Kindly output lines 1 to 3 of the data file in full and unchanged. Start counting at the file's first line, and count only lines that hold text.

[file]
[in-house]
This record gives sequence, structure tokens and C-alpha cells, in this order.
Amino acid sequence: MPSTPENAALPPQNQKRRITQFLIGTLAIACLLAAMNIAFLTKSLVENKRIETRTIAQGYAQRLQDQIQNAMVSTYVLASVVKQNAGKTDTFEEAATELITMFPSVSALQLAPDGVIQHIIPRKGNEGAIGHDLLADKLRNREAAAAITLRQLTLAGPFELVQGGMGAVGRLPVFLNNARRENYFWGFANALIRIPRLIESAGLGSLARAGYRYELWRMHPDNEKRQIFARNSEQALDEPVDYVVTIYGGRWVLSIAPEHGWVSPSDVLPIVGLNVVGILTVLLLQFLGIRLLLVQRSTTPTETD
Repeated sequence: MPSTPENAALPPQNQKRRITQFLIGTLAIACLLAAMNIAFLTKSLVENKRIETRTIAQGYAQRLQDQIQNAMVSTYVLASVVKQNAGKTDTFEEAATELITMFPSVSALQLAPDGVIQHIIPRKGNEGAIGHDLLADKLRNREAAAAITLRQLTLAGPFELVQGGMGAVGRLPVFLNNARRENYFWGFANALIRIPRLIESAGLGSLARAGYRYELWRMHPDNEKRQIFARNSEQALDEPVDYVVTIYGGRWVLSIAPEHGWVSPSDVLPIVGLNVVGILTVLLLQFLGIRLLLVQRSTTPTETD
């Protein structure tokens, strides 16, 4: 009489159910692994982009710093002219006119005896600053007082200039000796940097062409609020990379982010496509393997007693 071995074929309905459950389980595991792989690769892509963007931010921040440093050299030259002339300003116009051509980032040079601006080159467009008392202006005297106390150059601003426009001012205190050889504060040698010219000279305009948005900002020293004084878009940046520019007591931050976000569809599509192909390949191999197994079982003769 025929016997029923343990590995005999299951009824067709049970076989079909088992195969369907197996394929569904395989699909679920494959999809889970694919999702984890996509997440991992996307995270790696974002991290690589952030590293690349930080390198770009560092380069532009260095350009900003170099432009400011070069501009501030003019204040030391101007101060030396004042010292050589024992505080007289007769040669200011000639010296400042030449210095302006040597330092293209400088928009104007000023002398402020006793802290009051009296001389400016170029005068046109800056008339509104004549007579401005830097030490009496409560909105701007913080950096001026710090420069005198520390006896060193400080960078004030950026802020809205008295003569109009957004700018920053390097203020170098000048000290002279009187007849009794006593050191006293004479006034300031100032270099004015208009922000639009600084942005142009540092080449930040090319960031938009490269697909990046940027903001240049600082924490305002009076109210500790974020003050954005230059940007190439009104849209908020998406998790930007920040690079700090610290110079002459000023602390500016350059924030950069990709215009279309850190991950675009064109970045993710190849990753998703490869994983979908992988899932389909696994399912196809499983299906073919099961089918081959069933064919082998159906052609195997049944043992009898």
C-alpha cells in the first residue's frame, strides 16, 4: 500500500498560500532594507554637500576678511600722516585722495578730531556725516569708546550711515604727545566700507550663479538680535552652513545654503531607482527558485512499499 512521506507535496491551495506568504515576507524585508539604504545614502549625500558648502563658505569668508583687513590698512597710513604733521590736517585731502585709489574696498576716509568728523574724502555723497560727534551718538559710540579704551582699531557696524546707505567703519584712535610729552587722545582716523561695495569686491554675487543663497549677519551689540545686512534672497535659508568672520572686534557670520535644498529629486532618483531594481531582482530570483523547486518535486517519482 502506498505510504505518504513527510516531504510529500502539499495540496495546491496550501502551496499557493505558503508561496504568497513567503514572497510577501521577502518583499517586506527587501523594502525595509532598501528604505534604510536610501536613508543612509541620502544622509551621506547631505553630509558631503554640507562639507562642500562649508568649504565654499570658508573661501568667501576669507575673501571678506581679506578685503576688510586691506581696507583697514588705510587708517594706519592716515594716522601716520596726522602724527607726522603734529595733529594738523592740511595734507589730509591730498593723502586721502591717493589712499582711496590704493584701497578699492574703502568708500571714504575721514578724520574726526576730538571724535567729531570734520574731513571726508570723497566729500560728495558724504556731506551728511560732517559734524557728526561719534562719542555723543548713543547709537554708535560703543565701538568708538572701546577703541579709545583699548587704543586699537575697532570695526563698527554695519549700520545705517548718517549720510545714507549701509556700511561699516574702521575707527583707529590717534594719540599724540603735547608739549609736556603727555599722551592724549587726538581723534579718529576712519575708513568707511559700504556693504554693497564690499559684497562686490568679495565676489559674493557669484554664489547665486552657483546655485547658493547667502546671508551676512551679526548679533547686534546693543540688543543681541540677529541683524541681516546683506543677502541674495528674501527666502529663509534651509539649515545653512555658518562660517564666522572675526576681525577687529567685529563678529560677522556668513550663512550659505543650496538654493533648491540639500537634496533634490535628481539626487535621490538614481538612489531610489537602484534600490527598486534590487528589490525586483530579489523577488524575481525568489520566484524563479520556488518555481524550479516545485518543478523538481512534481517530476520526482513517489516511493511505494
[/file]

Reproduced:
[in-house]
This record gives sequence, structure tokens and C-alpha cells, in this order.
Amino acid sequence: MPSTPENAALPPQNQKRRITQFLIGTLAIACLLAAMNIAFLTKSLVENKRIETRTIAQGYAQRLQDQIQNAMVSTYVLASVVKQNAGKTDTFEEAATELITMFPSVSALQLAPDGVIQHIIPRKGNEGAIGHDLLADKLRNREAAAAITLRQLTLAGPFELVQGGMGAVGRLPVFLNNARRENYFWGFANALIRIPRLIESAGLGSLARAGYRYELWRMHPDNEKRQIFARNSEQALDEPVDYVVTIYGGRWVLSIAPEHGWVSPSDVLPIVGLNVVGILTVLLLQFLGIRLLLVQRSTTPTETD